Photo Management, An Odyssey


I was a relative latecomer to the digital photography world. We got our first digital camera in 2003, a Canon sureshot.

It lasted us a couple years before the desire to go DSLR bit hard. But this isn’t about the camera, but instead about how to manage the deluge of images that come poring in.

Alas, us mere mortals take lots of pictures and have no discipline as to the filing, organization, and culling of the stream. As well the early days of wonderment lead to a burgeoning collection of images that threaten to bury us.

The early days – iPhoto

Being Mac people, my wife and I used the bundled photography app with our Macs, iPhoto. It groks most cameras, it imports, and it “just works”.

In 2003 it had tools to create projects, albums, and grouping of photographs. You could tag photos, and later versions also included facial recognition. You could do some rudimentary processing of images (adjust exposure, remove redeye, fix horizon tilt and some more).

But it’s downfall was that it keeps all images in a big library (hidden in a folder) and managed it with a database. When your collection/library gets close to 20K images, it begins to choke.


Not sure when Apple launched Aperture, their pro photo app (2008 or so), in 2009, I took the plunge. It was iPhoto on steroids. Better management, better tools, and some assistance for the “workflow”.

Its plusses:

  • Much better handling of a large number of images. I probably got to 75k images without it borking.
  • Projects. Your library is easy to put into separate projects that are somewhat self contained (even if they are buried in the main library). Also tools for archiving and restoring projects. Good workflow enhancements.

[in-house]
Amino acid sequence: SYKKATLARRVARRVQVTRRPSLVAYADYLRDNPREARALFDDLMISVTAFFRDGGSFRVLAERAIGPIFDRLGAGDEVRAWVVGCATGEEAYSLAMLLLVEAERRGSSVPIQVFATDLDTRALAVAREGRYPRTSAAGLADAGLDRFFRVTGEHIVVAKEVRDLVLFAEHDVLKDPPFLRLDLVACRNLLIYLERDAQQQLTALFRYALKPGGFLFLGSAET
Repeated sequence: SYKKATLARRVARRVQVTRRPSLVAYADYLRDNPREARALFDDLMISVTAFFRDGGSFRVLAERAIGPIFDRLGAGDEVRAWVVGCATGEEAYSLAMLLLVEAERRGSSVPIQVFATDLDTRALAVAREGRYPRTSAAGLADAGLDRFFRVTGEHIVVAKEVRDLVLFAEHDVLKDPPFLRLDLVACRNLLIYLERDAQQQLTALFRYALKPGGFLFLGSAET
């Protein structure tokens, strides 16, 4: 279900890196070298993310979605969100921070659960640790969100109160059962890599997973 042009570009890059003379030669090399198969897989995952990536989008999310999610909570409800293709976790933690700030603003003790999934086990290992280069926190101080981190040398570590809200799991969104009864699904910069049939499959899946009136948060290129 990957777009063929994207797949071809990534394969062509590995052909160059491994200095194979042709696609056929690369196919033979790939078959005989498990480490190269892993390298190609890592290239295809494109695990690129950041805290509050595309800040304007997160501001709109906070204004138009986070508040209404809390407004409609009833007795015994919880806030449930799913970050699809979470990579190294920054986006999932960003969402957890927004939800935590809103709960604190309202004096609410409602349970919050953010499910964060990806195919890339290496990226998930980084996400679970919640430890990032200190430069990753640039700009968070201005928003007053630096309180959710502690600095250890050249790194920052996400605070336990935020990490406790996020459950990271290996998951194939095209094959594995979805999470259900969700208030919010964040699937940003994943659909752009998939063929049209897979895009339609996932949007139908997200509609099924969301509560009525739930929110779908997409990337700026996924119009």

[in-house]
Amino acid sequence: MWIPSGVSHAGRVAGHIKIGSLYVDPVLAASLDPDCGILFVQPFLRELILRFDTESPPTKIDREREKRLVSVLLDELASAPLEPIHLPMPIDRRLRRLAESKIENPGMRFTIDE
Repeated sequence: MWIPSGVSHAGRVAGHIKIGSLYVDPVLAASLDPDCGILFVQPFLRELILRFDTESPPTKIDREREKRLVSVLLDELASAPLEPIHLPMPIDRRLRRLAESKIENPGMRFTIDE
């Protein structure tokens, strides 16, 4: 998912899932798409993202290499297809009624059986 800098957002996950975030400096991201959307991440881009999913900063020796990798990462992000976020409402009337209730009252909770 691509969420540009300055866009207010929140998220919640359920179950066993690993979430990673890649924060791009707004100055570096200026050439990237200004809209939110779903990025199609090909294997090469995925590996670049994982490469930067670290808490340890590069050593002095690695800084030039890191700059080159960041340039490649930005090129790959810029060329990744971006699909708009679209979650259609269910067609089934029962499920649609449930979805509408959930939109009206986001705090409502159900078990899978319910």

• Much better tools for image optimization. Color balance, adding presets, customizing presets. All sorts of cool things. Also it allowed easy export and import with Photoshop or some other external photo editing tool.
  • Great tracking of versions and masters. When you edit something it creates a copy. You can undo things easily.
  • The lightbox mode. Create lightboxes within projects to again instill a workflow to get to the best and most useful images.
  • It can handle a lot more images without choking. Libraries that would bring iPhoto to its knees are manageable. Additionally, there are plenty of tools for having multiple libraries, and to save them to different drives.

But it isn’t all cookies and unicorns. There are some shortcomings.

Its minuses:

  • The default storage is as a monolithic library. Yes, it can work with a plain directory structure, but it really guides you into a monolitic library structure.
  • If you acquire bad habits with iPhoto, it will let you continue them. This is a lot bigger of a deal than it sounds, as at some point you need discipline, and this tool will not force that discipline.
  • It is just a Mac tool. If you are multi platform, then you can’t have a single workflow across all your systems.

But, in the balance, it is a huge step in the right direction to a good photography workflow.

Google Picasa – not really a contender

During the time that I was a Mac Aperture user, I started doing more with my work PC, so I grabbed a copy of Picasa.